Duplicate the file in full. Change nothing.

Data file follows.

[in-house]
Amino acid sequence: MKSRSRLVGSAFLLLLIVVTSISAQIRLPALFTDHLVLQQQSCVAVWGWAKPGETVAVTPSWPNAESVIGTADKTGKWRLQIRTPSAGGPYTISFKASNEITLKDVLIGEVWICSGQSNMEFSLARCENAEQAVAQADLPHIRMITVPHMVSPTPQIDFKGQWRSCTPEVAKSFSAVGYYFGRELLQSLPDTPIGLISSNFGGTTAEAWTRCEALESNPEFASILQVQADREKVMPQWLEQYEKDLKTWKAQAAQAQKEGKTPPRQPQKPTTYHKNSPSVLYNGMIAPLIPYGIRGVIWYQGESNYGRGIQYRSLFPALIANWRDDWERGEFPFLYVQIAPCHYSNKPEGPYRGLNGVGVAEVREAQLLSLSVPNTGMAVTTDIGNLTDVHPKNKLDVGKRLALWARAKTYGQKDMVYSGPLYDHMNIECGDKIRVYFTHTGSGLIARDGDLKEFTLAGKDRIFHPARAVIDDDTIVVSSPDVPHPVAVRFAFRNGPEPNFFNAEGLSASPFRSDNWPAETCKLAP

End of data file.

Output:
[in-house]
Amino acid sequence: MKSRSRLVGSAFLLLLIVVTSISAQIRLPALFTDHLVLQQQSCVAVWGWAKPGETVAVTPSWPNAESVIGTADKTGKWRLQIRTPSAGGPYTISFKASNEITLKDVLIGEVWICSGQSNMEFSLARCENAEQAVAQADLPHIRMITVPHMVSPTPQIDFKGQWRSCTPEVAKSFSAVGYYFGRELLQSLPDTPIGLISSNFGGTTAEAWTRCEALESNPEFASILQVQADREKVMPQWLEQYEKDLKTWKAQAAQAQKEGKTPPRQPQKPTTYHKNSPSVLYNGMIAPLIPYGIRGVIWYQGESNYGRGIQYRSLFPALIANWRDDWERGEFPFLYVQIAPCHYSNKPEGPYRGLNGVGVAEVREAQLLSLSVPNTGMAVTTDIGNLTDVHPKNKLDVGKRLALWARAKTYGQKDMVYSGPLYDHMNIECGDKIRVYFTHTGSGLIARDGDLKEFTLAGKDRIFHPARAVIDDDTIVVSSPDVPHPVAVRFAFRNGPEPNFFNAEGLSASPFRSDNWPAETCKLAP